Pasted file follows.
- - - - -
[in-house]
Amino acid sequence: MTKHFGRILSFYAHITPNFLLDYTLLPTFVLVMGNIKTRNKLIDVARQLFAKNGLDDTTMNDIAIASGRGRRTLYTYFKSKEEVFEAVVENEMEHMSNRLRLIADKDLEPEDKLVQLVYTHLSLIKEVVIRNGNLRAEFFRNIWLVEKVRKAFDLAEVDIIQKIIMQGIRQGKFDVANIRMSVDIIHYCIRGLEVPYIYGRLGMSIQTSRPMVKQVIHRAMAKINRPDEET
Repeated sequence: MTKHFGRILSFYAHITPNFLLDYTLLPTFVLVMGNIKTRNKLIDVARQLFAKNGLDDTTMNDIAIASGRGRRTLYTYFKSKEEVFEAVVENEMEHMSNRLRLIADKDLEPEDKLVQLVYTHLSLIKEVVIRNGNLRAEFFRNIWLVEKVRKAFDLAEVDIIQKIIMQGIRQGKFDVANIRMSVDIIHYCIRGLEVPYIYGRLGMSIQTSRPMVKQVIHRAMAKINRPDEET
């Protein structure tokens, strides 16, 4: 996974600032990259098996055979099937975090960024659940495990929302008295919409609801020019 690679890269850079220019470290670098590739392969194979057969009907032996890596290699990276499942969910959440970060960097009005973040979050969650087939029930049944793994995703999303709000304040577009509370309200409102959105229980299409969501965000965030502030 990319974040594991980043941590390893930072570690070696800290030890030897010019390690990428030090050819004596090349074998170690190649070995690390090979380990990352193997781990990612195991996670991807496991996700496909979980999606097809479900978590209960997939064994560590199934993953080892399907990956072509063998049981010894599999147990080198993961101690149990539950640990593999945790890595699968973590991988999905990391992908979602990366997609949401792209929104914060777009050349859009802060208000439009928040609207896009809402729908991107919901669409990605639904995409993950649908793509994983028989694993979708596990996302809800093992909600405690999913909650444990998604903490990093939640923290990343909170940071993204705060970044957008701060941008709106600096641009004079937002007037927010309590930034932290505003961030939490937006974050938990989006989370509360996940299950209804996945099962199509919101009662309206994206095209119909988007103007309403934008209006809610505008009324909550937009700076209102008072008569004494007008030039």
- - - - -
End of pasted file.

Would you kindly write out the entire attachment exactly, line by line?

[in-house]
Amino acid sequence: MTKHFGRILSFYAHITPNFLLDYTLLPTFVLVMGNIKTRNKLIDVARQLFAKNGLDDTTMNDIAIASGRGRRTLYTYFKSKEEVFEAVVENEMEHMSNRLRLIADKDLEPEDKLVQLVYTHLSLIKEVVIRNGNLRAEFFRNIWLVEKVRKAFDLAEVDIIQKIIMQGIRQGKFDVANIRMSVDIIHYCIRGLEVPYIYGRLGMSIQTSRPMVKQVIHRAMAKINRPDEET
Repeated sequence: MTKHFGRILSFYAHITPNFLLDYTLLPTFVLVMGNIKTRNKLIDVARQLFAKNGLDDTTMNDIAIASGRGRRTLYTYFKSKEEVFEAVVENEMEHMSNRLRLIADKDLEPEDKLVQLVYTHLSLIKEVVIRNGNLRAEFFRNIWLVEKVRKAFDLAEVDIIQKIIMQGIRQGKFDVANIRMSVDIIHYCIRGLEVPYIYGRLGMSIQTSRPMVKQVIHRAMAKINRPDEET
């Protein structure tokens, strides 16, 4: 996974600032990259098996055979099937975090960024659940495990929302008295919409609801020019 690679890269850079220019470290670098590739392969194979057969009907032996890596290699990276499942969910959440970060960097009005973040979050969650087939029930049944793994995703999303709000304040577009509370309200409102959105229980299409969501965000965030502030 990319974040594991980043941590390893930072570690070696800290030890030897010019390690990428030090050819004596090349074998170690190649070995690390090979380990990352193997781990990612195991996670991807496991996700496909979980999606097809479900978590209960997939064994560590199934993953080892399907990956072509063998049981010894599999147990080198993961101690149990539950640990593999945790890595699968973590991988999905990391992908979602990366997609949401792209929104914060777009050349859009802060208000439009928040609207896009809402729908991107919901669409990605639904995409993950649908793509994983028989694993979708596990996302809800093992909600405690999913909650444990998604903490990093939640923290990343909170940071993204705060970044957008701060941008709106600096641009004079937002007037927010309590930034932290505003961030939490937006974050938990989006989370509360996940299950209804996945099962199509919101009662309206994206095209119909988007103007309403934008209006809610505008009324909550937009700076209102008072008569004494007008030039």